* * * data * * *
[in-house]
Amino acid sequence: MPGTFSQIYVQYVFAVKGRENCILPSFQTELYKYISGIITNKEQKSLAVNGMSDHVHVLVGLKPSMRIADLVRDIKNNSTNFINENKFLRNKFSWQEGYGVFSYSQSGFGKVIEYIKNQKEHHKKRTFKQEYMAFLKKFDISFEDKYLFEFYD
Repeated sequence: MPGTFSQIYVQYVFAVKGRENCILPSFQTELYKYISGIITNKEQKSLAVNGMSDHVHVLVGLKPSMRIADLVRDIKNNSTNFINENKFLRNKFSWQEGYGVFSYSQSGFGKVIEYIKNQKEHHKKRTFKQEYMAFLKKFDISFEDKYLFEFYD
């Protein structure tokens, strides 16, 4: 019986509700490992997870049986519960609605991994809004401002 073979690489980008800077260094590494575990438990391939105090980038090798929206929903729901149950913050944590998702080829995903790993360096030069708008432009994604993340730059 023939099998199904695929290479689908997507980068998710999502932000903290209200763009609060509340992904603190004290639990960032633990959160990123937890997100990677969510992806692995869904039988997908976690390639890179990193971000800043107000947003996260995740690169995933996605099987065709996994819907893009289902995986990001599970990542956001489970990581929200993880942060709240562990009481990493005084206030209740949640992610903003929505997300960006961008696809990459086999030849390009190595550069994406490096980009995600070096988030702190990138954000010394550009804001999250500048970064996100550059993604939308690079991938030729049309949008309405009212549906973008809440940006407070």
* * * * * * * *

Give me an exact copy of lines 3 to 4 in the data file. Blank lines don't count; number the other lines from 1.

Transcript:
Repeated sequence: MPGTFSQIYVQYVFAVKGRENCILPSFQTELYKYISGIITNKEQKSLAVNGMSDHVHVLVGLKPSMRIADLVRDIKNNSTNFINENKFLRNKFSWQEGYGVFSYSQSGFGKVIEYIKNQKEHHKKRTFKQEYMAFLKKFDISFEDKYLFEFYD
């Protein structure tokens, strides 16, 4: 019986509700490992997870049986519960609605991994809004401002 073979690489980008800077260094590494575990438990391939105090980038090798929206929903729901149950913050944590998702080829995903790993360096030069708008432009994604993340730059 023939099998199904695929290479689908997507980068998710999502932000903290209200763009609060509340992904603190004290639990960032633990959160990123937890997100990677969510992806692995869904039988997908976690390639890179990193971000800043107000947003996260995740690169995933996605099987065709996994819907893009289902995986990001599970990542956001489970990581929200993880942060709240562990009481990493005084206030209740949640992610903003929505997300960006961008696809990459086999030849390009190595550069994406490096980009995600070096988030702190990138954000010394550009804001999250500048970064996100550059993604939308690079991938030729049309949008309405009212549906973008809440940006407070």